Monday, April 11, 2016

Murderous Mary Mamon – The Levittown Hammer Attacks and Murder - 1967

Phila.Inquirer 24 Nov 1937

The Levittown Attacks

"…Mary O’Connor Mamon appeared to live a dual life in Levittown, Pennsylvania. She had divorced her husband in 1957 and lived with her four sons. She had a degree in chemistry and worked in that field for a Fortune 500 fruit and vegetable processor. There she was known both as “a dependable, conscientious, and capable” employee and a co-worker who “never seemed to be fond of anybody, didn’t seem to talk much to anyone.”

In her neighborhood, the 49-year-old Mary was as well-liked as any other neighbor.

“Mary’s been in my home several times and she’s always been quite pleasant,” one neighbor told the press. “She wrapped her whole life around her kids.”

She was, however, known for her “husky, mannish appearance” and her preference for “men’s clothes” (Bear in mind this was the 1960s where women were expected to dress “appropriately”).

“Some of women where we bowled did mention however that she’d probably look a lot better if she dressed in women’s clothes,” a bowling teammate recalled.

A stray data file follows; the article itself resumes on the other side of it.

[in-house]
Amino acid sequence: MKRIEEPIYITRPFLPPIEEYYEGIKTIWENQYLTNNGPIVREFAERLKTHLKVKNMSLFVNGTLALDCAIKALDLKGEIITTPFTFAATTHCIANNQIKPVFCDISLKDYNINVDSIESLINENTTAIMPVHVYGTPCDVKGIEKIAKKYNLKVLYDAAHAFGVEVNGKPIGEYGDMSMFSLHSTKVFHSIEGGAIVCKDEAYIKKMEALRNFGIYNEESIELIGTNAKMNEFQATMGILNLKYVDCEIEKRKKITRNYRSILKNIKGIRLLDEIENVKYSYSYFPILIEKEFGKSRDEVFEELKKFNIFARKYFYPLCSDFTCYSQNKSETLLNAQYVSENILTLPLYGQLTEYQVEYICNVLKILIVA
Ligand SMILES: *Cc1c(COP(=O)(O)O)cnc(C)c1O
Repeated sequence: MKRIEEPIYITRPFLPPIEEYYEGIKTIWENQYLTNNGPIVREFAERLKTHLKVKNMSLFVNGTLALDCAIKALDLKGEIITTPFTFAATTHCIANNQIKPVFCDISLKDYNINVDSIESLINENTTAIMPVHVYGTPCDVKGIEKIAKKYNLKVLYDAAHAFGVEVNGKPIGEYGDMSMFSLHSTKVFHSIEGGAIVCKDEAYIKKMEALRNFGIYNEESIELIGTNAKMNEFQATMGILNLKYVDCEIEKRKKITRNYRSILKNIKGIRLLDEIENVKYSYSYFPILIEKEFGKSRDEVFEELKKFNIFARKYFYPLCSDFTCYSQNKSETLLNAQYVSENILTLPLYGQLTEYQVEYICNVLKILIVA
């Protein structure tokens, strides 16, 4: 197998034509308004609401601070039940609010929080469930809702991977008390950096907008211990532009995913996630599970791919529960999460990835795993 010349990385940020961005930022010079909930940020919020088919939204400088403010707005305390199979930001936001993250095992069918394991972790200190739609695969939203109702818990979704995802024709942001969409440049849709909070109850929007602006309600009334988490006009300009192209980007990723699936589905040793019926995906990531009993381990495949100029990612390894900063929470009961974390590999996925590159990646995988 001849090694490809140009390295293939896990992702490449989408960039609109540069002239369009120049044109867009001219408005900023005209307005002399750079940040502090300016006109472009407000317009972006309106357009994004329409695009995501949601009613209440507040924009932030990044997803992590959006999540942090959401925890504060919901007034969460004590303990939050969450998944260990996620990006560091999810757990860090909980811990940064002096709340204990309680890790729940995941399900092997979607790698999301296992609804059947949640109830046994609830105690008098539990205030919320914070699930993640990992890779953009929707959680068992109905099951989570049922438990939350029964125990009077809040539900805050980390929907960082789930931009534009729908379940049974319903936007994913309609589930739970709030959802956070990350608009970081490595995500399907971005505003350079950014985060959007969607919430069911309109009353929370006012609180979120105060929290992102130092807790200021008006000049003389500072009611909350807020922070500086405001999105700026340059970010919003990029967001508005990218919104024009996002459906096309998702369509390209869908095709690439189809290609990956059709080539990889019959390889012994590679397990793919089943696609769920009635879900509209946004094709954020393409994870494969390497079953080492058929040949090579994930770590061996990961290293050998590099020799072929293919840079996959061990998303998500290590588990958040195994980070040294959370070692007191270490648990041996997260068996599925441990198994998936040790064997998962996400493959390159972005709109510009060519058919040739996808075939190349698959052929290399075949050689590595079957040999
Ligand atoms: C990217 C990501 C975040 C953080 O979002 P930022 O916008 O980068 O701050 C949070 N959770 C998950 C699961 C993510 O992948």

When Mary was arrested for the murder of Nancy Glenn, her uncle told the press that she “did such strange things as write letters to herself and sign other people’s names to them,” Judge Harry S. McDevitt said. “She also wrote about herself and mailed them to other people, signing some other name than her own.”

This odd and destructive behavior apparently continued while Mary lived in Levittown, and might have contributed to her breakdown.
Mary’s oldest son, Robert, was engaged to Mary Ann Martin, but their relationship soured when Mary Ann began receiving obscene phone calls and was dissuaded from marrying Robert by her aunt Ethel Markham.

“I told Mary Ann I can’t see him, he’s sissified,” Ethel said. “He was a momma’s boy and kept on his mother’s apron strings.”

Meanwhile, neighbors began receiving anonymous letters about Mary that police later theorized were written by Mary herself. The letters referred to Mary’s arrest and trial for Nancy Glenn’s murder and questioned how the “God-fearing people” of the neighborhood could allow such a person to live among them.

Mary would later testify that she was also receiving obscene and threatening phone calls which she blamed on Mary Ann.

Although Robert vented his frustration by harassing Mary Ann, Mary Mamon focused her rage about the canceled wedding on Ethel Markham and began withdrawing from society. She quit her bowling leagues and became increasingly unstable. Eventually, she was forced to take a medical leave of absence from work.

She hatched a bizarre revenge plot against Ethel that came to fruition on March 23, 1967 — four days before Easter Sunday. … "


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